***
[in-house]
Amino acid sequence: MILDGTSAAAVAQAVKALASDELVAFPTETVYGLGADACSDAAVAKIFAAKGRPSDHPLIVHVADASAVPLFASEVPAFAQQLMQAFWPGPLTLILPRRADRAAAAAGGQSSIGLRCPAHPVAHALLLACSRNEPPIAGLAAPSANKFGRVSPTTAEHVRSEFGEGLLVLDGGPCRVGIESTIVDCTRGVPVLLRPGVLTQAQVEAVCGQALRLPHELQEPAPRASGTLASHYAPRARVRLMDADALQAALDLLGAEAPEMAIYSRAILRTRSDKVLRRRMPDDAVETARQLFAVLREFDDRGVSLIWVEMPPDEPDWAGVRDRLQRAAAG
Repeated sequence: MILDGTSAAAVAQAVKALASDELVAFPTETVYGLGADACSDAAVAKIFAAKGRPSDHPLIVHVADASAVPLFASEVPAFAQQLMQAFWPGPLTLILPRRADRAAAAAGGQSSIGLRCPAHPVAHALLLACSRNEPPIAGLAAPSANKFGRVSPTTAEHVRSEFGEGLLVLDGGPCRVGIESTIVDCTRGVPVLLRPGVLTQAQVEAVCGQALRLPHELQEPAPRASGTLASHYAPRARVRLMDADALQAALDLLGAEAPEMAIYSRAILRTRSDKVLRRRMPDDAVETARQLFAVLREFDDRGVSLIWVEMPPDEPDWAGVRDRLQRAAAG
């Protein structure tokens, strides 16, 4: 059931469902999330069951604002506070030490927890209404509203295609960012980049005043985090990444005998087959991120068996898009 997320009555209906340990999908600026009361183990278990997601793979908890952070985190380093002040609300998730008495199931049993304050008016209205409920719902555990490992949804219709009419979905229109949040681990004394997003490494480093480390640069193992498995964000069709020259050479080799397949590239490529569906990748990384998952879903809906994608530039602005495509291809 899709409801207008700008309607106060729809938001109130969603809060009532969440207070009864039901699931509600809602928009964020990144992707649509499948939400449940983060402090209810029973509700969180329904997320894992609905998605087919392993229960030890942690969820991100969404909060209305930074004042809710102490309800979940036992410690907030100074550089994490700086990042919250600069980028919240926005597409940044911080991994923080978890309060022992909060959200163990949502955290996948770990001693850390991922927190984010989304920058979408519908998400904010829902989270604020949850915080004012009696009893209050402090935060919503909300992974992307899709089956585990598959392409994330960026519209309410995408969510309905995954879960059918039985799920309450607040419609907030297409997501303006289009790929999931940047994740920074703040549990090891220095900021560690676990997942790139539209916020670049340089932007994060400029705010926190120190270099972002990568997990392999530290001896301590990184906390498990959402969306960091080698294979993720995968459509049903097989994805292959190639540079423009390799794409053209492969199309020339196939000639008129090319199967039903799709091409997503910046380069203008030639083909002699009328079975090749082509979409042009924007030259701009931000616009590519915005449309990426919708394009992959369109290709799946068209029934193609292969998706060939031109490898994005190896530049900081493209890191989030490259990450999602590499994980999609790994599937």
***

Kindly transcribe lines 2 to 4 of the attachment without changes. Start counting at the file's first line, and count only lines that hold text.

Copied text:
Amino acid sequence: MILDGTSAAAVAQAVKALASDELVAFPTETVYGLGADACSDAAVAKIFAAKGRPSDHPLIVHVADASAVPLFASEVPAFAQQLMQAFWPGPLTLILPRRADRAAAAAGGQSSIGLRCPAHPVAHALLLACSRNEPPIAGLAAPSANKFGRVSPTTAEHVRSEFGEGLLVLDGGPCRVGIESTIVDCTRGVPVLLRPGVLTQAQVEAVCGQALRLPHELQEPAPRASGTLASHYAPRARVRLMDADALQAALDLLGAEAPEMAIYSRAILRTRSDKVLRRRMPDDAVETARQLFAVLREFDDRGVSLIWVEMPPDEPDWAGVRDRLQRAAAG
Repeated sequence: MILDGTSAAAVAQAVKALASDELVAFPTETVYGLGADACSDAAVAKIFAAKGRPSDHPLIVHVADASAVPLFASEVPAFAQQLMQAFWPGPLTLILPRRADRAAAAAGGQSSIGLRCPAHPVAHALLLACSRNEPPIAGLAAPSANKFGRVSPTTAEHVRSEFGEGLLVLDGGPCRVGIESTIVDCTRGVPVLLRPGVLTQAQVEAVCGQALRLPHELQEPAPRASGTLASHYAPRARVRLMDADALQAALDLLGAEAPEMAIYSRAILRTRSDKVLRRRMPDDAVETARQLFAVLREFDDRGVSLIWVEMPPDEPDWAGVRDRLQRAAAG
């Protein structure tokens, strides 16, 4: 059931469902999330069951604002506070030490927890209404509203295609960012980049005043985090990444005998087959991120068996898009 997320009555209906340990999908600026009361183990278990997601793979908890952070985190380093002040609300998730008495199931049993304050008016209205409920719902555990490992949804219709009419979905229109949040681990004394997003490494480093480390640069193992498995964000069709020259050479080799397949590239490529569906990748990384998952879903809906994608530039602005495509291809 899709409801207008700008309607106060729809938001109130969603809060009532969440207070009864039901699931509600809602928009964020990144992707649509499948939400449940983060402090209810029973509700969180329904997320894992609905998605087919392993229960030890942690969820991100969404909060209305930074004042809710102490309800979940036992410690907030100074550089994490700086990042919250600069980028919240926005597409940044911080991994923080978890309060022992909060959200163990949502955290996948770990001693850390991922927190984010989304920058979408519908998400904010829902989270604020949850915080004012009696009893209050402090935060919503909300992974992307899709089956585990598959392409994330960026519209309410995408969510309905995954879960059918039985799920309450607040419609907030297409997501303006289009790929999931940047994740920074703040549990090891220095900021560690676990997942790139539209916020670049340089932007994060400029705010926190120190270099972002990568997990392999530290001896301590990184906390498990959402969306960091080698294979993720995968459509049903097989994805292959190639540079423009390799794409053209492969199309020339196939000639008129090319199967039903799709091409997503910046380069203008030639083909002699009328079975090749082509979409042009924007030259701009931000616009590519915005449309990426919708394009992959369109290709799946068209029934193609292969998706060939031109490898994005190896530049900081493209890191989030490259990450999602590499994980999609790994599937």